happen”—an action can have an impact later down the road. She’s been invited to present her books at Word Vancouver, Vancouver Writers Fest—Writers in the Classroom, FOLD Kids Book Fest in Toronto, and others. She’s also done interviews for both radio and television on the CBC and CityTV. It’s not just face-to-face networking you should be doing, it’s virtual networking, too. You can start small; ask your connections to share your posts or mention you. Make it easy for them by giving them a phrase, picture, or quote to use, and provide your social handle. Share others’ posts and encourage followers by using the hashtag #followback. There are no hard and fast rules for how to create and launch your writerly avatar. But do launch. Pick one thing to be your first baby step. It may require you to haul yourself from your writing cave, discard your pajamas, and arrange your hair (or not!), but all it takes is one connection to open a door. S. Yukimi MacIntyre is a writer of Japanese/ Scottish descent. She explores ancestry, folklore, and mixed-ness in her kids’ fiction and adult non-fiction; she’s also a marketing professional. A graduate of The Writer’s Studio at SFU, she was a long-time arts professional, which informs her folklorerelated writing. Find her on Instagram @yukimiwrites 2023 Volume 3 | wordworks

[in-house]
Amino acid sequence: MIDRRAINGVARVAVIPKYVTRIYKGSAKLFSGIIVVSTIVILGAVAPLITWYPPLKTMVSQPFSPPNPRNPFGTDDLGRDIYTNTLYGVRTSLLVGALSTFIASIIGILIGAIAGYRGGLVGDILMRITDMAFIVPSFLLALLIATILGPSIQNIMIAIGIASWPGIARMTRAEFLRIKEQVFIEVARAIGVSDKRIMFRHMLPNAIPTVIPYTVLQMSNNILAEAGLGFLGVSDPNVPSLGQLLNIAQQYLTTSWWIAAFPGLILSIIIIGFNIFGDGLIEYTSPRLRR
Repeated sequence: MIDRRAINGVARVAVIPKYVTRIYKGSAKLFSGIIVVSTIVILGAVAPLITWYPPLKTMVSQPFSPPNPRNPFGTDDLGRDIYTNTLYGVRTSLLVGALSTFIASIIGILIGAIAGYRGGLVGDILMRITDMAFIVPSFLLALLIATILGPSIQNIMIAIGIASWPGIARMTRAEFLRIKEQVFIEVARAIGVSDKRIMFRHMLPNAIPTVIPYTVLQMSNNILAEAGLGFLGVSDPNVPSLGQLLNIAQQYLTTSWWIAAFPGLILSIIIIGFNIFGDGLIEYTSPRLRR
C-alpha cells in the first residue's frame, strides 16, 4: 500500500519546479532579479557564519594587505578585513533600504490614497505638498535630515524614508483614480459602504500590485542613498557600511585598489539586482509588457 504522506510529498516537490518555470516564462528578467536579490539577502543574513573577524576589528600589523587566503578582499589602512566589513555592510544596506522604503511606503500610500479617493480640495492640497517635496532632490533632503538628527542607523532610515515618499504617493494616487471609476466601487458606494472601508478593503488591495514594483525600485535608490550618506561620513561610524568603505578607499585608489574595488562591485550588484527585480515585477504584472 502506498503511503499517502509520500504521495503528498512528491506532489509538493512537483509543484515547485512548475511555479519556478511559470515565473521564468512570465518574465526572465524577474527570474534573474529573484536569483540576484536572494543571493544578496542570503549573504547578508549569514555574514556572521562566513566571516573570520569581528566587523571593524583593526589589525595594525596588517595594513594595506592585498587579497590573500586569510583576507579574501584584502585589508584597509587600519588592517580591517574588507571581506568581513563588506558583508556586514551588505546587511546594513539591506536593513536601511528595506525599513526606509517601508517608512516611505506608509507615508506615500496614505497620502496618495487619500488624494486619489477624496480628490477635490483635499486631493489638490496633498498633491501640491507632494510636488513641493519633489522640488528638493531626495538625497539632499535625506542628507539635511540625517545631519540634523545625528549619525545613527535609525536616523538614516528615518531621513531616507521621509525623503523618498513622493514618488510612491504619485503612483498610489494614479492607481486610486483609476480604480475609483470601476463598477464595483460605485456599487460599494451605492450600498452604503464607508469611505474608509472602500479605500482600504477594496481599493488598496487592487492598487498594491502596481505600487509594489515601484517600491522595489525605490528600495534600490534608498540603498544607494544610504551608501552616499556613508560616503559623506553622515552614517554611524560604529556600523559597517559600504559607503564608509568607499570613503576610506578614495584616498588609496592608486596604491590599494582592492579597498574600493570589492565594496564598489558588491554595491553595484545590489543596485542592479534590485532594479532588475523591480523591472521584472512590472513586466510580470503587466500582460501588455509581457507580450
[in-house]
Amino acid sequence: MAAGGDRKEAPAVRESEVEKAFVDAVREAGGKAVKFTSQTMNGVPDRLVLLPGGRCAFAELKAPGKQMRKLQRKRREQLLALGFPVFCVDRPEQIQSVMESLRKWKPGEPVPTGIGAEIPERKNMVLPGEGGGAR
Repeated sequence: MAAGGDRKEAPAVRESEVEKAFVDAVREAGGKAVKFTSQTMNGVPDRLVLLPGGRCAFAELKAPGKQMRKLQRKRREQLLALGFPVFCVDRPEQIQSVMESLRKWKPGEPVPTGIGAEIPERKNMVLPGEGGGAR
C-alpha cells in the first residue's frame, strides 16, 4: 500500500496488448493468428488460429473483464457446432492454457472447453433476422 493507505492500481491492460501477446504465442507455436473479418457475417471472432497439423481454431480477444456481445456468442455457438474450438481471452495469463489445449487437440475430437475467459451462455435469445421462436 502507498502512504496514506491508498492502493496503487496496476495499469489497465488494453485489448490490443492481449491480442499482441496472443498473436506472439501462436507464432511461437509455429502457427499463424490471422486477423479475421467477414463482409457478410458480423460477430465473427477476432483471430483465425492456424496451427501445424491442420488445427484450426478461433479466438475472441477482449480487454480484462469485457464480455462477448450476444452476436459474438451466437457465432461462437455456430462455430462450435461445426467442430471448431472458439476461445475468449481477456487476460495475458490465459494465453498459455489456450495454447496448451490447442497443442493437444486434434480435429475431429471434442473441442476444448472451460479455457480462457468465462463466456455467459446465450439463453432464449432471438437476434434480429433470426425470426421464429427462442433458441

A three-step guide to event planning for writers BY MONICA MILLER


hether you’re launching your first book or have several to your name, events are likely going to be a key part of your promotional strategy. It’s a chance for you to celebrate with friends and family, and engage with new readers. But planning a bookish event doesn’t have to be a daunting task, nor does the event have to be a dull affair. STEP 1: PLANNING Step one is where you decide the who, what, where, and when of your event. You’ll want to start as early as possible; more time is always better, but four to five months is a common timeframe. You also want to make sure the event is publicly announced three to four weeks ahead of time to allow for promotion. When planning any public event, consider your audience. Think about who you will be inviting to the event and how they’re going to find out about it. The most successful events are ones where the author has existing contacts and networks to draw on. Andrée Bizier, owner of Windowseat Books in Nanaimo, emphasized, “the big thing